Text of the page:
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This month in the garden - 2018

March

It's officially spring! The days are getting longer and warmer and there is lots to do in the garden. All those seeds that were planted in February will be little seedlings by now. Pot them on as soon as they are big enough to handle. Don't wait for them to get bigger. They will use up all the nutrients in the compost quite quickly and growth will slow down. Encourage strong healthy plants by giving them more food and more space as soon as they need it. If you didn't quite mange to sow all the tomato, pepper and chilli seeds you planned to in February, continue with this in March. They will catch up. French beans and runner beans can be direct sown from now until July. Make sure you give climbing beans good strong supports. Get the poles as deep into the ground as you can. There's nothing worse than the sight of those lovely beans blown over into a big heap on a windy day. Pumpkins and courgettes can be direct sown too, but in colder areas you might be wise to protect them from unexpected cold spells by covering them with a cloche. You can make your own inexpensive cloches by cutting a plastic water bottle in half and sitting it on top of the seedling, like a mini greenhouse. Okra and corn can also be direct sown now until May or, if you prefer, plant in seed trays first and then transplant a little later. As the potatoes you planted in February start to grow, earth them up regularly. Cover as much of the plant as you can with earth or a thick mulch of straw. Just leave a little bit of leaf sticking out the top and all the covered-over stem will revert to a root and put out more potatoes. This really increases your yield. Now that the soil is warming up and the soil microfauna is coming to life, it's a good time to feed those creatures. Add your soil amendments now. This could be compost, compost tea, liquid comfrey feed, nettle feed, seaweed, whey, worm compost...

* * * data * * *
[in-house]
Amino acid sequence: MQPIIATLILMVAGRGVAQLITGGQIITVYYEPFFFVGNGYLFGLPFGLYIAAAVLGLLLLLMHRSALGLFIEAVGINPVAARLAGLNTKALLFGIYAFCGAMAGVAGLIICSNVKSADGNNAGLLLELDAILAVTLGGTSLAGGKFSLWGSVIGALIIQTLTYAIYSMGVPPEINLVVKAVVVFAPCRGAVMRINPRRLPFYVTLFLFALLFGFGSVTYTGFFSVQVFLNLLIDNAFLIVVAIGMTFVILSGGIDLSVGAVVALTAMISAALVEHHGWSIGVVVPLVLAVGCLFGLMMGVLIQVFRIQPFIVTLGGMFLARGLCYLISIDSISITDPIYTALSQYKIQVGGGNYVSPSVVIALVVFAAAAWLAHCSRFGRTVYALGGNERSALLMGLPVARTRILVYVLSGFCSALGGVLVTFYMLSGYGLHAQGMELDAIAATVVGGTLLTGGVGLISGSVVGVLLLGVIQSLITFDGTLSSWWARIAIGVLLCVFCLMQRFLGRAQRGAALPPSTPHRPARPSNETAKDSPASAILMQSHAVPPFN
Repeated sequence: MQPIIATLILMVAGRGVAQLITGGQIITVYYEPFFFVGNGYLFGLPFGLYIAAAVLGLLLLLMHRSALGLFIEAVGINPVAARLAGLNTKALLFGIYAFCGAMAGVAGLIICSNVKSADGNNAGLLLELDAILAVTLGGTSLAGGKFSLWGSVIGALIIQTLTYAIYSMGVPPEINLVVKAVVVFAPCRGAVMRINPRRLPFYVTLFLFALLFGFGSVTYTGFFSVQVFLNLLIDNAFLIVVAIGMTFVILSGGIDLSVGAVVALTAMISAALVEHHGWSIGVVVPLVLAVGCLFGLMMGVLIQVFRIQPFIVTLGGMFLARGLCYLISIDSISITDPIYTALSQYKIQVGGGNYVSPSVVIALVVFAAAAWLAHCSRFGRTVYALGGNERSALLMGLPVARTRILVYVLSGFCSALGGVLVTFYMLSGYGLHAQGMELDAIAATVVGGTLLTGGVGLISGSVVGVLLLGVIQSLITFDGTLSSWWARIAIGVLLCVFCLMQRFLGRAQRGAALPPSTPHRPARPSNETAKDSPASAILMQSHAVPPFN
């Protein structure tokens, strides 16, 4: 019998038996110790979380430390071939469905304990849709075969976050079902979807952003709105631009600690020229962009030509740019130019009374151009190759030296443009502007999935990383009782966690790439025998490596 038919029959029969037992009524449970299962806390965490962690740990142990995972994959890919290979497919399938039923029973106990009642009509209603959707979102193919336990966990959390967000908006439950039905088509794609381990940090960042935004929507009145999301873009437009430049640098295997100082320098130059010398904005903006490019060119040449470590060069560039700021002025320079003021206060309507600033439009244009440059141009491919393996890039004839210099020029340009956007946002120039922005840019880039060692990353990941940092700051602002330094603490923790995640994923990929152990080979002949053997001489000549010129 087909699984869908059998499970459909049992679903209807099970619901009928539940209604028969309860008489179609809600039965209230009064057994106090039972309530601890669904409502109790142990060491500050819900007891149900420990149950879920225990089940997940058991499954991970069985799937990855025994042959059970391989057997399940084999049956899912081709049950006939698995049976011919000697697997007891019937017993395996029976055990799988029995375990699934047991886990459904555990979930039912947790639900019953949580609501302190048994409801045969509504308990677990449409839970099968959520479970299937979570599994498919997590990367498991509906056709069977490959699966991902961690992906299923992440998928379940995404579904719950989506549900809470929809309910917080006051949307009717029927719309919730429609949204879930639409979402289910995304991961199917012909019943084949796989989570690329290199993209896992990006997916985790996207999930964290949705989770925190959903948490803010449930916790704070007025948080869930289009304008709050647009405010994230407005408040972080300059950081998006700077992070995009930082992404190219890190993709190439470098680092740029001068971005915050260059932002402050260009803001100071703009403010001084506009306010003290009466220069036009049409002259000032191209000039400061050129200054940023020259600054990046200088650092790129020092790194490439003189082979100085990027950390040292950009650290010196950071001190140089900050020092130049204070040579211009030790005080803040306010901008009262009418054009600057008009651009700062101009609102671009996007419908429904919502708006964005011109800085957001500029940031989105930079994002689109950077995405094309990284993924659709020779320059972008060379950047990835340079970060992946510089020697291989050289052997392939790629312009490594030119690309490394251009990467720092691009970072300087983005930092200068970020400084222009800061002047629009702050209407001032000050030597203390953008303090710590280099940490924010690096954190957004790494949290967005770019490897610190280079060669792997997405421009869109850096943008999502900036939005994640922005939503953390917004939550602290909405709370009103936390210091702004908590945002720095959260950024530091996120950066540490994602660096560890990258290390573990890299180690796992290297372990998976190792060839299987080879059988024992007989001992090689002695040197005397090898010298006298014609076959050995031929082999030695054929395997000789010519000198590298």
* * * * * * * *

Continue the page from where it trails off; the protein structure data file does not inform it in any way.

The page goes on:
Tip: When harvesting lettuces, cut the head off with a knife leaving the roots in the ground and a bit of stem. Soon the stump will start to sprout new leaves giving you a second harvest from your lettuce.

Reader's question: I have recently moved to Spain and am finding my gardening books a little bit incompatible with my new environment. Can you recommend any gardening books for Spain in English? Growing Healthy Vegetables in Spain by Clodagh and Dick Handscombe is written in English for growers in Spain. It offers a wealth of tips and knowledge for gardens of all sizes from growing veggies in pots on a terrace to a full size finca. It has a very useful vocabulary section that translates all your favourite gardening words into Spanish. Mediterranean Kitchen Garden by Mariano Bueno, is a beautiful book, written by Spain's top organic gardener. There is an English translation. Broken down into sections on vegetables, herbs and the orchard, it is full of very useful and well laid out information.

Both of these inspiring books provide a great guide, but there is no right and wrong in gardening. Only what works and what doesn't work for you. What works for you is defined by your micro climate, your preferences, the time you have available to dedicate to your garden, your own health and fitness and the specific conditions of your site, aspect, available water, etc. Observation and commitment are your two most useful skills. It's a good idea to keep a journal. You might think you will remember everything but, you won't. It doesn't have to be hugely detailed or complicated, just jot down a few notes about your planting times, where and when compost was added, when the crop was harvested, insect damage, good harvests and bad harvests. When you go back and read it over again next year, you will start to build a picture of your garden and what works for you. It's invaluable and better than any book on gardening that you can buy. In a few years you'll have all the notes you need to write your own book!

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